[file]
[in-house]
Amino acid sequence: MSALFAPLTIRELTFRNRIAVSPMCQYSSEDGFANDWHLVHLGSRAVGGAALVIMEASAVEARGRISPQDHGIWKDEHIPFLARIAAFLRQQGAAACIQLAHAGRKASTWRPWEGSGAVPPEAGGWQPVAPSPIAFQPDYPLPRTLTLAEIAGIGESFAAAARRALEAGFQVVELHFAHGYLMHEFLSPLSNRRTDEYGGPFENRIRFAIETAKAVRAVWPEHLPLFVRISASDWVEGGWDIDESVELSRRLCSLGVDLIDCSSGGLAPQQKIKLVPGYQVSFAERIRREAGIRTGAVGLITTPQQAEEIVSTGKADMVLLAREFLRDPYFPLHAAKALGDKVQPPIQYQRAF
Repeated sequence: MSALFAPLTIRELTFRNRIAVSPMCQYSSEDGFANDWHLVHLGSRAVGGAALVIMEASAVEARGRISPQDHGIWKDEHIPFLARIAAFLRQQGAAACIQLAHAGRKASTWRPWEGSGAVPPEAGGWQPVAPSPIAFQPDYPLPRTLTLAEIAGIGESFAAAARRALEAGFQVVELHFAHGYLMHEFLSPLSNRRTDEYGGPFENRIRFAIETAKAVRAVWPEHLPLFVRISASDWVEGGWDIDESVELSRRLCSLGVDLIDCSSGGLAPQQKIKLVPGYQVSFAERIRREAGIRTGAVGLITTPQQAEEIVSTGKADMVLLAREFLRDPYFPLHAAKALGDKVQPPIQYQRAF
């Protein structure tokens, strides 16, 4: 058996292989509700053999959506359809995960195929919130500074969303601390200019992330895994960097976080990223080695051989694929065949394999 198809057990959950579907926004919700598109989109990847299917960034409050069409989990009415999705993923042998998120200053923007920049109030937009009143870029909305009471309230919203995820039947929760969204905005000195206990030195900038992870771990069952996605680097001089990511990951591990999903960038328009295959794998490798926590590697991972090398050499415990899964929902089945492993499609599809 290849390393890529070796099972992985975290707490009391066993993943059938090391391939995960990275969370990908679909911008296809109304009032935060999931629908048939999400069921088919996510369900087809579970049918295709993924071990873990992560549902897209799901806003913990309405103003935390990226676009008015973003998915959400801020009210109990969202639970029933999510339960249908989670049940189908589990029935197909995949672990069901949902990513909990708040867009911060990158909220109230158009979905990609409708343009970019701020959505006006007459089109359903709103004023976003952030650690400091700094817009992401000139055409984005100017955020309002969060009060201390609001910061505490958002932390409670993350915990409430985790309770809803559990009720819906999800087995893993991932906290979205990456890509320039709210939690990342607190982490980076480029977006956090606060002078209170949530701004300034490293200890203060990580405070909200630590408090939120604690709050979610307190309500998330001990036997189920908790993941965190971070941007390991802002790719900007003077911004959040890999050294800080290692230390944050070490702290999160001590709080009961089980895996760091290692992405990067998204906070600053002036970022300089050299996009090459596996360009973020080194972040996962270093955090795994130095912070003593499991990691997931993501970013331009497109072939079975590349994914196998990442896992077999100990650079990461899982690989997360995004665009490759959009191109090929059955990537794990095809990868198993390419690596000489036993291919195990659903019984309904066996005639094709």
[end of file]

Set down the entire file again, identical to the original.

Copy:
[in-house]
Amino acid sequence: MSALFAPLTIRELTFRNRIAVSPMCQYSSEDGFANDWHLVHLGSRAVGGAALVIMEASAVEARGRISPQDHGIWKDEHIPFLARIAAFLRQQGAAACIQLAHAGRKASTWRPWEGSGAVPPEAGGWQPVAPSPIAFQPDYPLPRTLTLAEIAGIGESFAAAARRALEAGFQVVELHFAHGYLMHEFLSPLSNRRTDEYGGPFENRIRFAIETAKAVRAVWPEHLPLFVRISASDWVEGGWDIDESVELSRRLCSLGVDLIDCSSGGLAPQQKIKLVPGYQVSFAERIRREAGIRTGAVGLITTPQQAEEIVSTGKADMVLLAREFLRDPYFPLHAAKALGDKVQPPIQYQRAF
Repeated sequence: MSALFAPLTIRELTFRNRIAVSPMCQYSSEDGFANDWHLVHLGSRAVGGAALVIMEASAVEARGRISPQDHGIWKDEHIPFLARIAAFLRQQGAAACIQLAHAGRKASTWRPWEGSGAVPPEAGGWQPVAPSPIAFQPDYPLPRTLTLAEIAGIGESFAAAARRALEAGFQVVELHFAHGYLMHEFLSPLSNRRTDEYGGPFENRIRFAIETAKAVRAVWPEHLPLFVRISASDWVEGGWDIDESVELSRRLCSLGVDLIDCSSGGLAPQQKIKLVPGYQVSFAERIRREAGIRTGAVGLITTPQQAEEIVSTGKADMVLLAREFLRDPYFPLHAAKALGDKVQPPIQYQRAF
């Protein structure tokens, strides 16, 4: 058996292989509700053999959506359809995960195929919130500074969303601390200019992330895994960097976080990223080695051989694929065949394999 198809057990959950579907926004919700598109989109990847299917960034409050069409989990009415999705993923042998998120200053923007920049109030937009009143870029909305009471309230919203995820039947929760969204905005000195206990030195900038992870771990069952996605680097001089990511990951591990999903960038328009295959794998490798926590590697991972090398050499415990899964929902089945492993499609599809 290849390393890529070796099972992985975290707490009391066993993943059938090391391939995960990275969370990908679909911008296809109304009032935060999931629908048939999400069921088919996510369900087809579970049918295709993924071990873990992560549902897209799901806003913990309405103003935390990226676009008015973003998915959400801020009210109990969202639970029933999510339960249908989670049940189908589990029935197909995949672990069901949902990513909990708040867009911060990158909220109230158009979905990609409708343009970019701020959505006006007459089109359903709103004023976003952030650690400091700094817009992401000139055409984005100017955020309002969060009060201390609001910061505490958002932390409670993350915990409430985790309770809803559990009720819906999800087995893993991932906290979205990456890509320039709210939690990342607190982490980076480029977006956090606060002078209170949530701004300034490293200890203060990580405070909200630590408090939120604690709050979610307190309500998330001990036997189920908790993941965190971070941007390991802002790719900007003077911004959040890999050294800080290692230390944050070490702290999160001590709080009961089980895996760091290692992405990067998204906070600053002036970022300089050299996009090459596996360009973020080194972040996962270093955090795994130095912070003593499991990691997931993501970013331009497109072939079975590349994914196998990442896992077999100990650079990461899982690989997360995004665009490759959009191109090929059955990537794990095809990868198993390419690596000489036993291919195990659903019984309904066996005639094709």